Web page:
- How many times have you been asked about drug trafficking because you are Colombian?
- thousands. The problem is that it is logical even if it is inappropriate. In a country with so many historical differences, with so many needs and so much neglect, this drug insanity easily persists, because where the state has historically been unable to reach, it is fertile ground for everything illegal. . So, of course, the name Colombia is associated with that. It’s been tough, but the name Colombia contradicts it a lot because, despite this, sometimes someone says “Colombia” and it sparks a smile. And that’s because many Colombians made us great with music, literature, art, sports… and they made a name for Colombia that was able to resist the stigma of drugs, but it’s a constant struggle . I’ve had to battle my entire career against that bad image, drug trafficking was an inevitable topic when it came to Carlos Vives, and I’ve always responded by trying to explain the greatness of our culture.
- You never got into any controversy in your 40-year career. How is this possible?
- Because I chose a simpler and quieter path (laughs). Also, from a very young age he saw me on television, as I started doing programs for children from the age of four and many generations have grown up with me. That’s why they care and respect me.
- From kids TV you went to soap operas, what remains of the girl you were?
- I was always a slightly different guy because I only did costumebrista stories. I played the life of one of the first Colombian cyclists, a calf musician, a boxer from Cartagena… but it’s true that he was young and still had a good face (laughs). I want to believe that there is something left.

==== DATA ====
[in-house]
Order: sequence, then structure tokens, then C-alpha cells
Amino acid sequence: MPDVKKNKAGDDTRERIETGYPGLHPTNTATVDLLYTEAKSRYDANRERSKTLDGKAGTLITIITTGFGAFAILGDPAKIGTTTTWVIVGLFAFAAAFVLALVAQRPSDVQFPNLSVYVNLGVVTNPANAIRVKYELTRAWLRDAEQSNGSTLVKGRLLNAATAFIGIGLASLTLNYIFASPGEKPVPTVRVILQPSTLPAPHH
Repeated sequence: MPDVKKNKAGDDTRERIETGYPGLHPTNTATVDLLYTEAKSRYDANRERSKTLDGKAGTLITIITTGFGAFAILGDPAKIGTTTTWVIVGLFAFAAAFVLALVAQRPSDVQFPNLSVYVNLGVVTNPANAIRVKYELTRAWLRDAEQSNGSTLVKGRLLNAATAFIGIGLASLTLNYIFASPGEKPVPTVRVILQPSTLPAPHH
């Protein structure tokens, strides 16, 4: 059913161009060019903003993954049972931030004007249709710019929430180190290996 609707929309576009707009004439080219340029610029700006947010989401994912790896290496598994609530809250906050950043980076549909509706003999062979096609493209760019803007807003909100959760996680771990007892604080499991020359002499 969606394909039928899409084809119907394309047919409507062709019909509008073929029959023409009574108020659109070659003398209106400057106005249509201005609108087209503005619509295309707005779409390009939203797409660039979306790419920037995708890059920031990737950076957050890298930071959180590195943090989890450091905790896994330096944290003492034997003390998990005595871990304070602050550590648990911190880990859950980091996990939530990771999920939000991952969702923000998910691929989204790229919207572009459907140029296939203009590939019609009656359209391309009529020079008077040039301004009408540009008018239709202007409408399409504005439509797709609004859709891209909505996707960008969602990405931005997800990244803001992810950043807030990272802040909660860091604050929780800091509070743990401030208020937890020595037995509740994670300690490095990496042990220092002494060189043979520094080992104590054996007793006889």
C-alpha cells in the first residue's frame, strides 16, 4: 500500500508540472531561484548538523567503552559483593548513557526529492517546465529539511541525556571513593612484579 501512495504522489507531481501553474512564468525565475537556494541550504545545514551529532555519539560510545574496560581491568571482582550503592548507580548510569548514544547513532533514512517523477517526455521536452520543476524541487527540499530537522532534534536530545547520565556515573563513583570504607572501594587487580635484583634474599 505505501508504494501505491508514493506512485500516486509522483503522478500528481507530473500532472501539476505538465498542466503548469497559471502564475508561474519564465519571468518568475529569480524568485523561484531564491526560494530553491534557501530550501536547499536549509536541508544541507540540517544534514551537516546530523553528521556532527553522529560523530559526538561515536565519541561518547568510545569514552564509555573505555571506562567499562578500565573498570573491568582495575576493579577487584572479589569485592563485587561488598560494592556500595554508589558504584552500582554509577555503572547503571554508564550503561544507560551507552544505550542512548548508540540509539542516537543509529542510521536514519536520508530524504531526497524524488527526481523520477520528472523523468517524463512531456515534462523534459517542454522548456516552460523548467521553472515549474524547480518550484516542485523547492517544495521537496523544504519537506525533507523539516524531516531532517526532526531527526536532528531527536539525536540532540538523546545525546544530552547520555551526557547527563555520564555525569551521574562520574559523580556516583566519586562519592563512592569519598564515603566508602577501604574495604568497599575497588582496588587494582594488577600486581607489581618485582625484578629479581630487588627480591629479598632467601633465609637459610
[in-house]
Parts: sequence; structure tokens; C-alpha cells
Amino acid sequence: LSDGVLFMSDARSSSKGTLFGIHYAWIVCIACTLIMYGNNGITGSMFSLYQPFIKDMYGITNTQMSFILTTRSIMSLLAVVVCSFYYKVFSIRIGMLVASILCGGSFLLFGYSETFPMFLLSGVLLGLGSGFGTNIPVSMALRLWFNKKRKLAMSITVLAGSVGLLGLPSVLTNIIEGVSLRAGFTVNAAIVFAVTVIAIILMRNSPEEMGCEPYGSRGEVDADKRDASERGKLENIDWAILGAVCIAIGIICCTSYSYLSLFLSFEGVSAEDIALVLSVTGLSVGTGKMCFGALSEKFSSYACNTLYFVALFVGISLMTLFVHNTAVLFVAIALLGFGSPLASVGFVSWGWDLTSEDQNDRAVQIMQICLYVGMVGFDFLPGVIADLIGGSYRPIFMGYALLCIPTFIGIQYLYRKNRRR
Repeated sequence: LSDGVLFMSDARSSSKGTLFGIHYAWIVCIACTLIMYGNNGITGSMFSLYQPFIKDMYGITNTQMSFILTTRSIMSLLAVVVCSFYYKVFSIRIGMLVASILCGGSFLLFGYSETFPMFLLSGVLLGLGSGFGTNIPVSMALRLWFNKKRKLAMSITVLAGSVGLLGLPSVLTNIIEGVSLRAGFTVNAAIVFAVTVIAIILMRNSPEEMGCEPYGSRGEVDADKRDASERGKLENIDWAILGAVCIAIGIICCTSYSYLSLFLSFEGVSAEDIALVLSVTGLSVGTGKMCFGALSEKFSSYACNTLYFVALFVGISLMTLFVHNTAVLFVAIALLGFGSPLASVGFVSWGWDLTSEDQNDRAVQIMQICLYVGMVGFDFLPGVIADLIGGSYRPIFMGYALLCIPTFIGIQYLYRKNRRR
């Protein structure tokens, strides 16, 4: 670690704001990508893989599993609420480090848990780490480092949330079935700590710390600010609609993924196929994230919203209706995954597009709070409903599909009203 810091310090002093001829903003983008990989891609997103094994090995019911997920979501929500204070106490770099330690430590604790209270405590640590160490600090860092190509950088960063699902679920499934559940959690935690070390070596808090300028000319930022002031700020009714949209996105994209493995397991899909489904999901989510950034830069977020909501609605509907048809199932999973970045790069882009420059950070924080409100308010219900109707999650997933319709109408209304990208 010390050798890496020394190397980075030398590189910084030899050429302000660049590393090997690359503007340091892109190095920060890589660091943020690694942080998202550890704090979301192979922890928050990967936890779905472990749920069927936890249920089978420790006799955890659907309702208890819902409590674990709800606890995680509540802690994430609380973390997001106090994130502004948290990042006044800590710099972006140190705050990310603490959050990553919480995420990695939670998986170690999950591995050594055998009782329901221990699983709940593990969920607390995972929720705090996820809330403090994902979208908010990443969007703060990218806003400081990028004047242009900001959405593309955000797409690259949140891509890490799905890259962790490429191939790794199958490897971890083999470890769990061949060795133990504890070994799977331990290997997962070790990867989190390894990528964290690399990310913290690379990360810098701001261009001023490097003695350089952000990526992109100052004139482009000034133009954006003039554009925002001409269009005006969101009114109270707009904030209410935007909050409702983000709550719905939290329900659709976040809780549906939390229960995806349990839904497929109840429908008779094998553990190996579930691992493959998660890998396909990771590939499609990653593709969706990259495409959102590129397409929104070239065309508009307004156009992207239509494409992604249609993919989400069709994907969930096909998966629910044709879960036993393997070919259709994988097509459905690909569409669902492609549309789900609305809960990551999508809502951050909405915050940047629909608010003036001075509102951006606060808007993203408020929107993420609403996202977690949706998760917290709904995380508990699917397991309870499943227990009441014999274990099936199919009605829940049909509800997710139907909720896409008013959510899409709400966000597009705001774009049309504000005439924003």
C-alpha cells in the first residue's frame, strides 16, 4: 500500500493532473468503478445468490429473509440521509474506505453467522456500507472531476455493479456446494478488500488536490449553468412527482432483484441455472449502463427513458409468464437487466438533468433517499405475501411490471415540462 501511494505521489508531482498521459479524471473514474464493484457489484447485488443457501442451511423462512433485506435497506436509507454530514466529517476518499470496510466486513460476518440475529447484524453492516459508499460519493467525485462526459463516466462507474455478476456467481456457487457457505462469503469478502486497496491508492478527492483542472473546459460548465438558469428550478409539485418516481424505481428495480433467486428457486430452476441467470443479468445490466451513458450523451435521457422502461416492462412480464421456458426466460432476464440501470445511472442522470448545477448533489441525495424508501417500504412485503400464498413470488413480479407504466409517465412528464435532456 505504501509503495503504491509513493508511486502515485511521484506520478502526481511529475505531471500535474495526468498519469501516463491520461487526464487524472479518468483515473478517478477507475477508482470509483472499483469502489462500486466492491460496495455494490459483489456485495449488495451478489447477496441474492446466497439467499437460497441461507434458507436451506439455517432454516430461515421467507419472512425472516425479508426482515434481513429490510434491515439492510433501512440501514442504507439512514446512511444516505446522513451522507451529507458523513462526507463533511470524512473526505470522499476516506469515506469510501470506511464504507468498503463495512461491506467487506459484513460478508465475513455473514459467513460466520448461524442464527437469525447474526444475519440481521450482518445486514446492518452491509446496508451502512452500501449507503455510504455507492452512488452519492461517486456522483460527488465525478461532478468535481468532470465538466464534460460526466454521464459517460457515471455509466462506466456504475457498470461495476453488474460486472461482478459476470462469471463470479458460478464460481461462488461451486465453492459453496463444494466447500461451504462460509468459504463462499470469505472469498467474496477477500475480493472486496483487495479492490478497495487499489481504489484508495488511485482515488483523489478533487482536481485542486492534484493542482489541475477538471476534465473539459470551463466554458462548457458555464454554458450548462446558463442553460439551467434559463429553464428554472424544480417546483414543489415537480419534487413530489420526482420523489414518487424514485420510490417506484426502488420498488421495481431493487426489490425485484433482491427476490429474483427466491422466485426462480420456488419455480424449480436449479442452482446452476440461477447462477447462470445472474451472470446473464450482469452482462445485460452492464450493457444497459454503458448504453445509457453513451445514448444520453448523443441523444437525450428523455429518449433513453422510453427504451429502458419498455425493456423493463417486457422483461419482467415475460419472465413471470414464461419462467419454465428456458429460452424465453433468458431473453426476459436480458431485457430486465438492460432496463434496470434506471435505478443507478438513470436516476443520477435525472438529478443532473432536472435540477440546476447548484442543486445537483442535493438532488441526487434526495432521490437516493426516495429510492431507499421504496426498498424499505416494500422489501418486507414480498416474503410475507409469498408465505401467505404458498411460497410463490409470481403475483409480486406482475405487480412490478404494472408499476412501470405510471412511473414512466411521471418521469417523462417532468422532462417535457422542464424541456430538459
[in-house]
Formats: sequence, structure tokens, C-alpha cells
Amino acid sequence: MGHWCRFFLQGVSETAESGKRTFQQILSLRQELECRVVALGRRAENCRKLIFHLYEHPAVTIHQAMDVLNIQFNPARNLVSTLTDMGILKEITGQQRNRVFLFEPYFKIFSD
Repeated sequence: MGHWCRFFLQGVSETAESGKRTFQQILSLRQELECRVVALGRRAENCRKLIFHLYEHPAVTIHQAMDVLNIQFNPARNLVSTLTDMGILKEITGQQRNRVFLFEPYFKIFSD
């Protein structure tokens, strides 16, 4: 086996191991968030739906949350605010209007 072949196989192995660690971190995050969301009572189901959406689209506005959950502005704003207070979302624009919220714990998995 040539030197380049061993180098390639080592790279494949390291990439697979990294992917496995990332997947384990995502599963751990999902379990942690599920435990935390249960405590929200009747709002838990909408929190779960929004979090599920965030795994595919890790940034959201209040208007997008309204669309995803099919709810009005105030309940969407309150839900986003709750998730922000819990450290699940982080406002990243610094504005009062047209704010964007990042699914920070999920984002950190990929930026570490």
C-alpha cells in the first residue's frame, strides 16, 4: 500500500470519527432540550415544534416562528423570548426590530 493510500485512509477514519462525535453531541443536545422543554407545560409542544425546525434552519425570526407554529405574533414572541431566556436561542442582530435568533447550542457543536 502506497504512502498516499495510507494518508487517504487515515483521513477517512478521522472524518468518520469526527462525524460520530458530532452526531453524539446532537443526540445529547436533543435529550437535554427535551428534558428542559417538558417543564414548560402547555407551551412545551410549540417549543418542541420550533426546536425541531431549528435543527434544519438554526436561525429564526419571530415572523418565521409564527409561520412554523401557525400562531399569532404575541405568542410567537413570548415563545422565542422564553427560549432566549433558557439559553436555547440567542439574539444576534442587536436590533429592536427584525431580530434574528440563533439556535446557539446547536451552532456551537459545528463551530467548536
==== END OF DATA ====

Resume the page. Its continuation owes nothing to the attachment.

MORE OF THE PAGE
- Man, all that’s left to turn 60 is a great hair.
- No, not now, you have great faith in me. I’ll have to put some grafts in there because… I want to leave it on again for a long time and it doesn’t grow anymore. Previously, from one week to the next, I already had long hair and now, look, it is the short one that hides. but I’m fine. I’m still jumping a lot, I’m still running, I’m still doing my exercise. Only thing, I haven’t played football in a long time because I don’t go down that fast anymore (laughs). But, with faith, with passion and taking advantage of people’s love, I plan to continue singing until the body holds.
- You come on a tour of Spain this summer.
- Yes, yes, that pod is crazy. At first they told me that in Spain, since I made tropical music, I wasn’t going to go beyond the Canary Islands, but it happened, it happened (laughs). This time I’m going to CDs for the first time, which drives me crazy, because it’s the musical and cultural origins of many things that interests me. In addition, Nias [Pastori] and Alexander [Sanz] They always tell me how I didn’t, so I wanted to fix it. Whenever I go to Spain it’s a very powerful connection.